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Cherry Hill's Horsekeeping Almanac
"A goldmine of horsekeeping knowledge."
"Never before have horse care guidelines been so easy to follow."
Cherry Hill, author of numerous horse books, has put together a valuable collection of horse care information, almanac-style. This book is unique in the way it presents horse care information: as a month-by-month guide. So you can keep it on hand for reference, and see what suggestions and tips Hill has for you that month.
The detail in this almanac is impressive. A huge number of topics are covered, and they are effectively structured using charts, lists, and diagrams. Hill hits all the major seasonal topics, such as breeding, blanketing and poisonous plants, plus topics you may not expect, like Africanized honeybees and branding. At times it's confusing to find information, because there are several horse care topics that don't belong only in one month (this would include topics like trailering, selling a horse, or natural feeding). So, additional searching may be required if you want to find these more general topics. In addition to the hefty dose of seasonal horse care tips, the almanac includes interesting tidbits on horse history, vocabulary and even horse movies! There are plentiful drawings on every page, which helps to illustrate the horse care tips, and there are tabs on the edges of the pages, color-coded by season.
BOTTOM LINE: Never before have horse care guidelines been so easy to follow..
"Prayer answered." Horse & Rider, Sneak Peek, April
This could be one of the most useful references in your horse care library. The subtitle alone explains why: "The Essential Month by Month Guide for Everyone Who Keeps or Cares for Horses."
Season by season, climate to climate, Hill addresses the issues that affect horses and their caretakers. She provides calendar-appropriate tips, recipes, reference charts, to do lists, and recurring reminders. Result? A book that tames much of the guesswork and gotta-remember-to's that go along with having horses.
I have a gardener's reference tome that serves a similar function, and often wished I had something similar for my other lifestyle passion. Prayer answered!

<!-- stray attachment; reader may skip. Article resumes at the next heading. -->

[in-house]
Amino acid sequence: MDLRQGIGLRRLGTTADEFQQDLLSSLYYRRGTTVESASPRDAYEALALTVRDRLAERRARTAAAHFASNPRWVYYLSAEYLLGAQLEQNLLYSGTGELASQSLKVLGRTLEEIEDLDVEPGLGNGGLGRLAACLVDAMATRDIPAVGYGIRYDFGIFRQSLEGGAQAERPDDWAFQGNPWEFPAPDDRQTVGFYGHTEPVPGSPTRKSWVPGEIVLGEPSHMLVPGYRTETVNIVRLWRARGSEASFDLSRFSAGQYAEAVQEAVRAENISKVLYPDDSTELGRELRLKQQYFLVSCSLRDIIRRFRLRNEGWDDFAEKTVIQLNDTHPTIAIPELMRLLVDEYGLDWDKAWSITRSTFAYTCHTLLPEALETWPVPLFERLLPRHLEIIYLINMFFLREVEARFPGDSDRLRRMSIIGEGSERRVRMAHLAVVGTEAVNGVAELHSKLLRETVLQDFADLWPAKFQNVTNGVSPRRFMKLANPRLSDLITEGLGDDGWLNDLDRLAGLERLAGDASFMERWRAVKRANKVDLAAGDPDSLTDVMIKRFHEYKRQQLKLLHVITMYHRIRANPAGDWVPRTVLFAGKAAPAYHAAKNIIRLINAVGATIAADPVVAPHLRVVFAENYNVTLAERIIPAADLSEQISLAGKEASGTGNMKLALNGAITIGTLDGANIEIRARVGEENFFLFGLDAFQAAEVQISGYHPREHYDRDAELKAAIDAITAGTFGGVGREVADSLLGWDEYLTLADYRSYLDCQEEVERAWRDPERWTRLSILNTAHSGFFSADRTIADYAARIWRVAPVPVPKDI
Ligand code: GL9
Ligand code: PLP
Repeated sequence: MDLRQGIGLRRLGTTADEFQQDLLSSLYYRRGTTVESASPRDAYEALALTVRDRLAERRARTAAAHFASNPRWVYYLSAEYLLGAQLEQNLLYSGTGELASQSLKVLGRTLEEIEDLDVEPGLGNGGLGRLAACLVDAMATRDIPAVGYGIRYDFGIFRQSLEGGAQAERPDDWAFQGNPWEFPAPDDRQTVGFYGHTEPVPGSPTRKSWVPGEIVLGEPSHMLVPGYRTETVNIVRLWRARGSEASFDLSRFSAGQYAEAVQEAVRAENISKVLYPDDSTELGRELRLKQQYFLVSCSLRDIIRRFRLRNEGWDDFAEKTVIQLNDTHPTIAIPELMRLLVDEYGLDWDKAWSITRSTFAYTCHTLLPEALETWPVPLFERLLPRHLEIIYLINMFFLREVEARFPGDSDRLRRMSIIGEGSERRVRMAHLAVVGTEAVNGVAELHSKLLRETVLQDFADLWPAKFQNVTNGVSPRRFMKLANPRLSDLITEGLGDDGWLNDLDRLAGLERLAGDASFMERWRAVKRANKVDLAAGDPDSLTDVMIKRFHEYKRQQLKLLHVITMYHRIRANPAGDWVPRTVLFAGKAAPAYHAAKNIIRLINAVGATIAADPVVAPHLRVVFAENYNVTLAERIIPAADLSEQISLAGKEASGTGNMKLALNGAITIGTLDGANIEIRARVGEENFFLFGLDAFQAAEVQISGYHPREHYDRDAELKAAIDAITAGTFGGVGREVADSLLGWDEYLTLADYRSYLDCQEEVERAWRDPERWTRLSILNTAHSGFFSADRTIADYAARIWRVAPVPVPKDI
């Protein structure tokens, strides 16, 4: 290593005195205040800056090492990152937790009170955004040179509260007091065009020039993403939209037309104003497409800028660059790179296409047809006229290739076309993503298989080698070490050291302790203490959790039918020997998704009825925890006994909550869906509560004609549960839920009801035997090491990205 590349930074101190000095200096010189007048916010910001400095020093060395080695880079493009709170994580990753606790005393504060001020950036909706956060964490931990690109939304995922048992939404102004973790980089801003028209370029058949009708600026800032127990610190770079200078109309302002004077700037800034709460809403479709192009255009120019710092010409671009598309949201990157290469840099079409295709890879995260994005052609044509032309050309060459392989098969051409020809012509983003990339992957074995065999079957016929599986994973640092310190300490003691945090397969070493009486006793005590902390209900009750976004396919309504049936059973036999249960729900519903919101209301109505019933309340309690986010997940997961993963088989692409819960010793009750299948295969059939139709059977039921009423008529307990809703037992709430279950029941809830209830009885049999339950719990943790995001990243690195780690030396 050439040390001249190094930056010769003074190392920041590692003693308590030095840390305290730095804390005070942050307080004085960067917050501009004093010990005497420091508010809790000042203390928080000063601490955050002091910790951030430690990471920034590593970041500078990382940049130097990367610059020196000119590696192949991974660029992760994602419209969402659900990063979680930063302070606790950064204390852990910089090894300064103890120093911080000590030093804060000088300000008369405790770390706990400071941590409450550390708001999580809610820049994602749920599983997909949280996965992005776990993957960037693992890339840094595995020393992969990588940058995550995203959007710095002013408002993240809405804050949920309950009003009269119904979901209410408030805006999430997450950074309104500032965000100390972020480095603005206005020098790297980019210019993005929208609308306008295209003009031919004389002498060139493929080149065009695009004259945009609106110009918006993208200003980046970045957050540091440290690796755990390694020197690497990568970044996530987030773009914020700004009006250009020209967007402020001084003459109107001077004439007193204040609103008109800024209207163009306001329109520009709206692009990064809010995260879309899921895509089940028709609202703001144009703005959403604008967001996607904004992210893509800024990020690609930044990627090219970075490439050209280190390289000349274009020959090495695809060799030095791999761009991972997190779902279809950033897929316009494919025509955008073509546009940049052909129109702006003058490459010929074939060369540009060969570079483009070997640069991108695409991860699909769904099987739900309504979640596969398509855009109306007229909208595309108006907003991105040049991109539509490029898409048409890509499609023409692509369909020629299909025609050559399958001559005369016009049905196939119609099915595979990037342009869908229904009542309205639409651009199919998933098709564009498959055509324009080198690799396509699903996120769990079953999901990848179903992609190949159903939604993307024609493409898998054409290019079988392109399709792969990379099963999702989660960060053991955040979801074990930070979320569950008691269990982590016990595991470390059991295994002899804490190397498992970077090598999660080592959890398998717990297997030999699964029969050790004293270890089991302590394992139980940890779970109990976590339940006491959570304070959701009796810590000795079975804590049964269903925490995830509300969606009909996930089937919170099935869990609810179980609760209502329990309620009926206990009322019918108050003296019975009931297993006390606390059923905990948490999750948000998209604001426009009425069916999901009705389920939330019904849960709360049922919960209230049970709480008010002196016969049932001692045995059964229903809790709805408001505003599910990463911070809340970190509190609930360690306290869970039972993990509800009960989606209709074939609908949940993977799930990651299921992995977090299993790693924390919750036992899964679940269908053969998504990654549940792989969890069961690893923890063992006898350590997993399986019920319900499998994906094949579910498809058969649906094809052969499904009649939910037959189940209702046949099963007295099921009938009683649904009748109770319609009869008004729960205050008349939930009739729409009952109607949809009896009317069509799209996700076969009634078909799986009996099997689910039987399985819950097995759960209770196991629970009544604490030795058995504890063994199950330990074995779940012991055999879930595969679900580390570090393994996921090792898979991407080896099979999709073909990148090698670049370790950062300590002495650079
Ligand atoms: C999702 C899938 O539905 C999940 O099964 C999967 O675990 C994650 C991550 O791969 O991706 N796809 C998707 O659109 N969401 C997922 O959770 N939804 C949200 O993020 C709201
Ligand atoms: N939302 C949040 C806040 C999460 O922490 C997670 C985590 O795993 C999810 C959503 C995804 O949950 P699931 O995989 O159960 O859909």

"Good horsekeeping seal of approval." By The Denver Post, 1/05/2008 08:17:30
This sensible book by author Cherry Hill ("How to Think Like a Horse" and more than two dozen other titles) covers more ground than a Triple Crown winner.
Chapters are arranged by month, discussing seasonal issues likely to affect horses and their caretakers, along with a recommended monthly movie and assorted facts. For finicky horses reluctant to drink water except at home, Hill advises swirling a peppermint candy cane in the water pail, a trick that coaxes a "reluctant drinker" into sucking it up.
"... an enjoyable read."
SUBTITLED "THE ESSENTIAL MONTH-BY-MONTH GUIDE for Everyone Who Keeps or Cares for Horses," trainer, instructor and "horsekeeping authority" Cherry Hill's latest work is a comprehensive guide to nearly 250 horsemanagement topics.
The 576-page paperback volume is divided into five sections--late winter, spring, summer, fall and early winter--with a chapter for each month of the year. Within each chapter, Hill addresses horsekeeping topics of seasonal importance, everything from cold-weather feed rules and springtime manure management, to estrous cycles, arena designs and hunting-season safety.
Seasonal reminders, to-do lists, and useful sidebars and charts add to the book's educational value. Each chapter even includes a "Spanish word of the month." Insightful pull quotes, stand-alone tips, scores of illustrations and a reader-friendly, eye-pleasing design make the volume an enjoyable read.